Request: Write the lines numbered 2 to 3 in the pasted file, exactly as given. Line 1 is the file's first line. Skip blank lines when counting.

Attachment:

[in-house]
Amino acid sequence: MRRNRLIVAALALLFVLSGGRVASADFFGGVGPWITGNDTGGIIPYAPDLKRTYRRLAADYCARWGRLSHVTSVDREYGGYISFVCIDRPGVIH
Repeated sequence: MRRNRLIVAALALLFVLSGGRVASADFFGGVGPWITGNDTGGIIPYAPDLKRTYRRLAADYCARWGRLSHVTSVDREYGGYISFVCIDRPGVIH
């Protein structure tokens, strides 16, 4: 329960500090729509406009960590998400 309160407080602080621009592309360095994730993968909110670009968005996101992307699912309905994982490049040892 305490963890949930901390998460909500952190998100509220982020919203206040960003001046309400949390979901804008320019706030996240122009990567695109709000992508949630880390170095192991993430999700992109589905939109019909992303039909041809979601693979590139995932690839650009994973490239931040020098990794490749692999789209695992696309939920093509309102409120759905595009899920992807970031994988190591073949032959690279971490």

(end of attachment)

Amino acid sequence: MRRNRLIVAALALLFVLSGGRVASADFFGGVGPWITGNDTGGIIPYAPDLKRTYRRLAADYCARWGRLSHVTSVDREYGGYISFVCIDRPGVIH
Repeated sequence: MRRNRLIVAALALLFVLSGGRVASADFFGGVGPWITGNDTGGIIPYAPDLKRTYRRLAADYCARWGRLSHVTSVDREYGGYISFVCIDRPGVIH